CN: extensive discussion of the experience of abusive relationships, physical abuse.
There are many articles about identifying characteristics of abusive relationships, what being abused feels like, and the aftermath of being abused. But making the decision to leave an abusive relationship is exceedingly difficult, and actually doing it is harder still since doing so safely often takes time and strategic planning. While you are still trapped in the world of abuse, you have to find ways to cope, to survive until you can figure out something better. Christina takes an empathetic look at these coping strategies, some of which are used to keep victims safe until they can leave, others that actually keep them in the relationship longer, but all of which are rooted in reasons that are significant to them. Scroll to the bottom for quick resources if you need help now.
The following narrative was awarded 2nd place in the non-fiction genre for the Central Oregon Writers Guild 2019 Contest
After any especially bad day in my marriage, I buy a new houseplant.
At first, it wasn’t deliberate, or even clear to me as the habit developed. I would walk in retail garden sections because I found them soothing, because it helped me feel somewhat calmer, somehow more myself. And slowly the plants came home with me, clutched like little leaf babies among the shopping.
Early conscripts were hardy, sturdy varieties; some guaranteed not to wither and go bad like my marriage. Perhaps I hoped they might impart that strength to me. Over months, an army of green formed ranks on my desk. As things worsened, the recruits grew bigger in proportion to the injuries – an overflowing bowl of Bromeliad in the living room, a tree-sized Peace Lily beside the couch.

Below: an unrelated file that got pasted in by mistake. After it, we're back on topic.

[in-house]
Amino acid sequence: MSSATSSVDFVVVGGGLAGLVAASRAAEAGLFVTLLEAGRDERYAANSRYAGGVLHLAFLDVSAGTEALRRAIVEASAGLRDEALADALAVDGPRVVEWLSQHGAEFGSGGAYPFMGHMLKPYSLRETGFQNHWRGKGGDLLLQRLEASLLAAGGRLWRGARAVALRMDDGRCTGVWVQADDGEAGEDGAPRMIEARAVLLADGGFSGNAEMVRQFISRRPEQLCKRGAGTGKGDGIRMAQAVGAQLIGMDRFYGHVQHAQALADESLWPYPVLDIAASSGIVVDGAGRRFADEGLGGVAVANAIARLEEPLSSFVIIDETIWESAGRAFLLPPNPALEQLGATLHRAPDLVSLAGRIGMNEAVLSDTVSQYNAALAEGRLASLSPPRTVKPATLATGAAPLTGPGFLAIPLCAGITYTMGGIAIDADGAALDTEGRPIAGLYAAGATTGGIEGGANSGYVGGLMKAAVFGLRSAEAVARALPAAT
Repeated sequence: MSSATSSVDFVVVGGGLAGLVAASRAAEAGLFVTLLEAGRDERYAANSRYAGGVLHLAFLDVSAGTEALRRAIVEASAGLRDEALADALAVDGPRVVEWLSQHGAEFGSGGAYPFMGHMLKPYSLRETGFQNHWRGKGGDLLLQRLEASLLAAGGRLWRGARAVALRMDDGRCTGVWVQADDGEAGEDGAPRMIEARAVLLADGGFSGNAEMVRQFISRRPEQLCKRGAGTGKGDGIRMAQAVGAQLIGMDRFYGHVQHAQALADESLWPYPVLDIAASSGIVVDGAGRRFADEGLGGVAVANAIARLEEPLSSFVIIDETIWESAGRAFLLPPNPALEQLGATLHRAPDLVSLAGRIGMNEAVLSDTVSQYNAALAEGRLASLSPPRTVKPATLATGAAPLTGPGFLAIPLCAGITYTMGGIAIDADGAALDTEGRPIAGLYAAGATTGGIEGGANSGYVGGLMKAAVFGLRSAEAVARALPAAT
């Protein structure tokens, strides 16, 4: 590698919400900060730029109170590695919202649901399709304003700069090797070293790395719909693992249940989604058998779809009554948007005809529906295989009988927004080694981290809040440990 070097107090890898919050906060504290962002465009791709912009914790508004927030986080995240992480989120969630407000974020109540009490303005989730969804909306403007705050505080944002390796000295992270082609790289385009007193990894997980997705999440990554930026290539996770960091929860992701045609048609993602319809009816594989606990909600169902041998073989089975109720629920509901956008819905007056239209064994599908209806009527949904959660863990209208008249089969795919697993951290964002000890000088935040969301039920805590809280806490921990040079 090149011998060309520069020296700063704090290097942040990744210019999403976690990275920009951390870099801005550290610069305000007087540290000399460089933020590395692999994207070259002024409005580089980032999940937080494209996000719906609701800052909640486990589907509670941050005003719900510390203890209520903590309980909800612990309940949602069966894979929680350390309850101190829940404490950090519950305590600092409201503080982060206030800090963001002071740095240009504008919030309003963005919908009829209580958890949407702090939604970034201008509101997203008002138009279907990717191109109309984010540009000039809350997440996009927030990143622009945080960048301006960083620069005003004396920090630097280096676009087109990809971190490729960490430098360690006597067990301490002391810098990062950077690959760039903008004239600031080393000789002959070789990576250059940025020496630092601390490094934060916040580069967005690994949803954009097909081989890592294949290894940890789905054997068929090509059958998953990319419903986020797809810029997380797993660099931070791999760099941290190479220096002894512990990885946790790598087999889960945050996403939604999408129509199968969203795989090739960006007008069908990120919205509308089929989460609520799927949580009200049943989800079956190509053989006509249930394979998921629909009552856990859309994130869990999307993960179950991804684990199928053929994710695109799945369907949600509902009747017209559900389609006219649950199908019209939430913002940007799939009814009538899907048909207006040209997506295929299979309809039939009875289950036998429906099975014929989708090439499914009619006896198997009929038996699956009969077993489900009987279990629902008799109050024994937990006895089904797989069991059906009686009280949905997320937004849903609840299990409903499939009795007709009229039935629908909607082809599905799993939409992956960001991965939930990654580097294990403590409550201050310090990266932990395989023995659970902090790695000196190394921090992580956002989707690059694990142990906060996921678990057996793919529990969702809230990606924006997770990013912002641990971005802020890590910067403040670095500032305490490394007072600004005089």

When he broke my wrist I brought home an Areca palm that barely fit in the car. It casts frondy shadows on the honey oak floor from its bright place next to the south-facing window in the dining room.
When I realized that I was buying plants to cope, I continued, calling it self-care. But it’s not exactly that. It’s more like, these beings… they need my care.
They need me.
So I pot them and re-pot them, water and feed them, trim them and wipe the dust from their leaves.
At night the leaves throw shadows like a nighttime jungle on the walls, floors, and ceilings just for me. I am not alone then, when I sit up late in the dark peaceful house and think about how to leave, whether to take the plants in a great awkward truckload to some new place, or leave them behind as a coping mechanism no longer required if I’m alone.
He hasn’t noticed, or questioned the reason for this growing jungle.
I am not surprised.